Christopher Dawson’s history Religion and the Rise of Western Culture continues to be one of my favorite primers on the medieval world. Despite its datedness (first published in 1950), its synthesis and overarching argument for the role of religion in the development of post-Roman Europe has not lost any of its poignancy or relevance.
Also, Dawson’s analysis proves to be prophetic for our contemporary Western world. In the introduction to his book, he writes:
It would be a strange fatality if the great revolution by which Western man has subdued nature to his purposes should end in the loss of his spiritual freedom, but this might well happen if an increasing technical control of the state over the life and thought of its members should coincide with a qualitative decline in the standards of our culture. An ideology in the modern sense of the word is very different from a faith, although it is intended to fulfill the same sociological functions.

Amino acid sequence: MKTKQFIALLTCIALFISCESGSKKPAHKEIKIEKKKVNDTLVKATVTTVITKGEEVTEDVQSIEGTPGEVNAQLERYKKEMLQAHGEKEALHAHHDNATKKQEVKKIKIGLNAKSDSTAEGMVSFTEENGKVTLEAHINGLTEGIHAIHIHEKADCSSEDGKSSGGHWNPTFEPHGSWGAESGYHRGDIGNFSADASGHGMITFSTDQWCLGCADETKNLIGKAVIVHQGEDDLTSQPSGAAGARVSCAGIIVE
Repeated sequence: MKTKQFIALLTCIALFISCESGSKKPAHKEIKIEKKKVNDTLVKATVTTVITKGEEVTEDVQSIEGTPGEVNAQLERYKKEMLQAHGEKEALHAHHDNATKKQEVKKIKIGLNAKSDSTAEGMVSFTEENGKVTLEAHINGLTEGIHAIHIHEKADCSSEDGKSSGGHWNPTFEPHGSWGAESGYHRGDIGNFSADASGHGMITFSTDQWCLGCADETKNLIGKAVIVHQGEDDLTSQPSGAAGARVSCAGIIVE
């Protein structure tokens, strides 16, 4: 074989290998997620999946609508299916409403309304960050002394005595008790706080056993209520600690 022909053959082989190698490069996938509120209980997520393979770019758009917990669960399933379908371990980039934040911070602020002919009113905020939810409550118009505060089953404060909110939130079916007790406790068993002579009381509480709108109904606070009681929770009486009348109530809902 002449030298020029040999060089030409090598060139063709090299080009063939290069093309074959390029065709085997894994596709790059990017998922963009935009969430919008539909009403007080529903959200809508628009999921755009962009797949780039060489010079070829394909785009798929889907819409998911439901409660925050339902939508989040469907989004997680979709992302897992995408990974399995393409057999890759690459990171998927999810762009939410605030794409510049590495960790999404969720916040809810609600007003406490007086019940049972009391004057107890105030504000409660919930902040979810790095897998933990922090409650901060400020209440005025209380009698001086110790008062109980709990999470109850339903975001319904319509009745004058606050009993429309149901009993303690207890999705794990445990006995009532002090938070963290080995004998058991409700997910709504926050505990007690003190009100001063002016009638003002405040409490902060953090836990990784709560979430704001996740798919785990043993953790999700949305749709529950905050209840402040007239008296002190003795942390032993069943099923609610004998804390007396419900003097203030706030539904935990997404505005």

Dawson argues that the medieval world’s religious ethos provided it with the elements necessary for a much more vibrant, complex, and humane civilization than the one he saw developing at the middle of the 20th century. Any secular ideology (whether it is socialism, capitalism, environmentalism, constitutionalism, etc.) devoid of a firm, metaphysical foundation is simply insufficient. He explains:
It (an ideology) is the work of man, an instrument by which the conscious political will attempts to mold the social tradition to its purpose. But faith looks beyond the world of man and his works; it introduces man to a higher and more universal range of reality than the finite and temporal world to which the state and the economic order belong. And thereby it introduces into human life an element of spiritual freedom which may have a creative and transforming influence on man’s social, culture, and historical destiny as well as on his inner personal experience.